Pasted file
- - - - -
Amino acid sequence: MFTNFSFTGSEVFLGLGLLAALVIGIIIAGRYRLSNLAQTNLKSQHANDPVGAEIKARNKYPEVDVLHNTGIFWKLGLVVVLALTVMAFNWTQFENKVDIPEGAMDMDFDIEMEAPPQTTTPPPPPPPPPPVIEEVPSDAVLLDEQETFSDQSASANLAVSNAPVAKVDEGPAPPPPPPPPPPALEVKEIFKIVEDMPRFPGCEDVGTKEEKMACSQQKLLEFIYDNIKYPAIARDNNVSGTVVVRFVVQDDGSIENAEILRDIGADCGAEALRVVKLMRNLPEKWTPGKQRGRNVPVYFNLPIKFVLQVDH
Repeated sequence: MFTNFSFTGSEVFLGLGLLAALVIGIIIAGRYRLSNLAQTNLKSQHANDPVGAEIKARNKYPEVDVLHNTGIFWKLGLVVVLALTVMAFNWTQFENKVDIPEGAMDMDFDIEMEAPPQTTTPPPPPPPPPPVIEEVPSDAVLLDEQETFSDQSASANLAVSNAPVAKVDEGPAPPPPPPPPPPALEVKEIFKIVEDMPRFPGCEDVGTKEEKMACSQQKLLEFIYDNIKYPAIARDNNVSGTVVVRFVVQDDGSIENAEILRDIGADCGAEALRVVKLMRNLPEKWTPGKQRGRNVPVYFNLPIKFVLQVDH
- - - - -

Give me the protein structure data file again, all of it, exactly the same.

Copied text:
Amino acid sequence: MFTNFSFTGSEVFLGLGLLAALVIGIIIAGRYRLSNLAQTNLKSQHANDPVGAEIKARNKYPEVDVLHNTGIFWKLGLVVVLALTVMAFNWTQFENKVDIPEGAMDMDFDIEMEAPPQTTTPPPPPPPPPPVIEEVPSDAVLLDEQETFSDQSASANLAVSNAPVAKVDEGPAPPPPPPPPPPALEVKEIFKIVEDMPRFPGCEDVGTKEEKMACSQQKLLEFIYDNIKYPAIARDNNVSGTVVVRFVVQDDGSIENAEILRDIGADCGAEALRVVKLMRNLPEKWTPGKQRGRNVPVYFNLPIKFVLQVDH
Repeated sequence: MFTNFSFTGSEVFLGLGLLAALVIGIIIAGRYRLSNLAQTNLKSQHANDPVGAEIKARNKYPEVDVLHNTGIFWKLGLVVVLALTVMAFNWTQFENKVDIPEGAMDMDFDIEMEAPPQTTTPPPPPPPPPPVIEEVPSDAVLLDEQETFSDQSASANLAVSNAPVAKVDEGPAPPPPPPPPPPALEVKEIFKIVEDMPRFPGCEDVGTKEEKMACSQQKLLEFIYDNIKYPAIARDNNVSGTVVVRFVVQDDGSIENAEILRDIGADCGAEALRVVKLMRNLPEKWTPGKQRGRNVPVYFNLPIKFVLQVDH